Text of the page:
The miracle is not to fly in the air, or to walk on the water, but to walk on the earth.

~Chinese Proverb~

Migraines and depression: Brain pain and emotional pain somehow linked

It seems that everything can be correlated to an increased risk of depression, but sometimes the increased risk is significant enough to warrant an alert. If you are a female and currently experience migraine headaches, or have a history of migraines, you are 40% more likely to develop symptoms of depression. 

That statistic is enough to give someone a headache.

The finding is preliminary though, and requires more study. (Have you ever read research results that stated no more research is required?) 

It is not clear if the migraine-depression link is causal (migraines trigger depression), circumstantial (it is depressing to live with migraines), or inherent (both illnesses come from the same genetic predisposition). Researchers are also looking into biological connections such as neurotransmitters that trigger both diagnoses.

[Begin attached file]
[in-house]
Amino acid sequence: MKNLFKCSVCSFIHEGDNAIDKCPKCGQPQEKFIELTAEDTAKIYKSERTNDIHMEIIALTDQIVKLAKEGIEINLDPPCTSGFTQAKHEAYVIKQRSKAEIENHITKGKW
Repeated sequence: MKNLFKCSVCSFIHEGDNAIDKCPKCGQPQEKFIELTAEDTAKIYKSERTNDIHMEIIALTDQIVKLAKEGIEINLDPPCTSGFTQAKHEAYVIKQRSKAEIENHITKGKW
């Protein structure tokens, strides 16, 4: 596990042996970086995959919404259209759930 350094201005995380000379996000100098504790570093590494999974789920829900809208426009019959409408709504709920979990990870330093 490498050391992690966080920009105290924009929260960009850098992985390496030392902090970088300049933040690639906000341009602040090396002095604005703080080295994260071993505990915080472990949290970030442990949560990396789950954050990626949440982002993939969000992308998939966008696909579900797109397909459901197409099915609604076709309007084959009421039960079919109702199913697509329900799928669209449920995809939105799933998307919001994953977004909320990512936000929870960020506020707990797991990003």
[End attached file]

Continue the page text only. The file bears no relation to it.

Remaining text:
Does this link work in reverse? There is pre-preliminary evidence that women who experience depression might have a higher chance of getting migraines later in life. This less than unsubstantiated link is not considered causal. 

Treatment “Link” 

How interesting that different forms of deep brain stimulation are promising treatments for depression and migraines. Maybe those old Frankenstein movies with the giant electrodes were on to something.

A team of researchers at CCNY’s Grove School of Engineering, have developed tDCS, or Transcranial Direct Current Stimulation. They report their technology can undo undesirable brain changes caused by chronic migraines.

Repeated use of the tDCS purse-portable electrical stimulator significantly reduced the intensity of study subject’s migraines by 37%. The researchers also believe this device might be used daily or weekly to prevent migraines. 

Some people using tDCS in a pilot study experienced a “mild tingling sensation” during the treatment, but there were no other reported side effects. Similar treatments, also with few side effects, are available (or nearly so) for depressive symptoms.

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